Reducing Your Debt by Negotiation - Debt Consolidation

With nearly $10,000 of unsecured credit card debt, the average American family is usually stretched to its paycheck-to-paycheck limit and beyond. Many households are only able to make the minimum monthly payment on this debt; still others are unable to do even that. At two percent of the unpaid balance, making the minimum $200 monthly payment (without any further charges added) would literally take decades to pay off. And with the advent of new legislation which makes it even tougher to file for bankruptcy, people are finding themselves caught even more tightly between the proverbial “rock and a hard place”. What can they do?

Well, if debt consolidation is out of the question (either because of credit problems or not owning a home in the first place), informed debtors might try to negotiate with their creditors for better terms. Is this really possible? It might be, depending on your credit history, interest rate, and your current balance. Simply call your credit card company and ask them if they will lower your interest rate. They may say; they may say no. You can always suggest to them that you’ve found another company with better terms. If your track record is still good with them, this may be all that’s necessary to convince them to negotiate with you so that you’ll stay a loyal, and paying, customer. If you have a history of paying late, however, they probably will not be willing to lower your rate. That’s unfortunate, since paying late was probably the catalyst which prompted them to raise your interest rate in the first place. Still, it’s worth a phone call; it certainly doesn’t hurt to ask.

If you’ve been paying your bills on time, asking for a lower interest rate may be the only option that you have. The credit card companies may not necessarily see you in such dire straits if they continue to receive your payments on time. On the other hand, if you’re late in paying, especially if you’re more than three months behind, oddly enough you may have more negotiating leverage. That leverage comes with a few strings attached, however. You may be able to negotiate a lump-sum settlement for your outstanding balance, in which the credit card company accepts a portion of your debt and writes off the rest. The settlement amount can vary, anywhere from ten- to fifty percent of the outstanding balance, depending on your interest rate, balance and payment history. This option comes with a couple of problems of its own, though. Settlement offers generally must be acted on within a matter of days or weeks, and if the lump-sum payment is not received the offer is withdrawn. It stands to reason that if you’re having trouble making the minimum payment, it’s not likely that you’ll have the cash available to settle. Additionally, the amount of your debt that gets written off is usually reported to the credit bureaus as bad debt, and that stays there for seven years.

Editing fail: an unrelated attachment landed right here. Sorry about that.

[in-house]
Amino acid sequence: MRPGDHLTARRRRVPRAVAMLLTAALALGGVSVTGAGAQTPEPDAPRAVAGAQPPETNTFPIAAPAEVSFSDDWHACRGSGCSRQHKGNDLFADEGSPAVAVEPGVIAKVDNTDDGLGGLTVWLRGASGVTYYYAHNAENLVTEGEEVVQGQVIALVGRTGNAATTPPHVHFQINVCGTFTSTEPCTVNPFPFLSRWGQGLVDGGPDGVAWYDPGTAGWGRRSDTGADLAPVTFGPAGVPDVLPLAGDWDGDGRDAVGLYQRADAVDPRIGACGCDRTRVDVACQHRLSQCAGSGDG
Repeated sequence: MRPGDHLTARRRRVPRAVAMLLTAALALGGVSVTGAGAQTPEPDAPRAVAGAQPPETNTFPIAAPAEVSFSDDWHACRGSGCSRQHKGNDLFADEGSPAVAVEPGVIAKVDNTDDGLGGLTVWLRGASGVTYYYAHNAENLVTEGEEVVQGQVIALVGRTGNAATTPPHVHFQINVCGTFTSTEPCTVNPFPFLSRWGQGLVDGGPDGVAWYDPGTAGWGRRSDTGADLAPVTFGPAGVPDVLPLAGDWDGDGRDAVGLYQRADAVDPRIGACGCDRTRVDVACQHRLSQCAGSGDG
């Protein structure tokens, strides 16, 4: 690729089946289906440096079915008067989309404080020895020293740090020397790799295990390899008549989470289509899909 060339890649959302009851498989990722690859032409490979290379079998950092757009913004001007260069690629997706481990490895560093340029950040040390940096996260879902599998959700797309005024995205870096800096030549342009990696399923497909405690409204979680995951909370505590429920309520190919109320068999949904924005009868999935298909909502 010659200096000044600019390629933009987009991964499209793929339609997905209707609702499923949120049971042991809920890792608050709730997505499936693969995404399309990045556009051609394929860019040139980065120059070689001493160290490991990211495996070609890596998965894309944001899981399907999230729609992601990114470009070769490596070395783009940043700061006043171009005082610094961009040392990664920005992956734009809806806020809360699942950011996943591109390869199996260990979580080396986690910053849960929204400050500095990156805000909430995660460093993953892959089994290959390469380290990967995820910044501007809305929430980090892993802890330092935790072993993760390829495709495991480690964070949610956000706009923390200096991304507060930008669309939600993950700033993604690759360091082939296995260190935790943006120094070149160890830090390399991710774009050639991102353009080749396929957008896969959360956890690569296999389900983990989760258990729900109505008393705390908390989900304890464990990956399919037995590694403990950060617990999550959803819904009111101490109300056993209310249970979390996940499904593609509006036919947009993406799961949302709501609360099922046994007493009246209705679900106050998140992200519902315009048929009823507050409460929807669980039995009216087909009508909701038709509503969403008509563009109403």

In summary, credit card companies may or may not be willing to work out a payment plan with you, but it costs you nothing to ask them. Negotiating a settlement that’s acceptable to both parties may be cheaper and more attractive for you than consulting with a debt consolidation firm, which comes with its own set of caveats. If your credit card debt is substantial and you just can’t make the payments anymore, it’s definitely worth a try.

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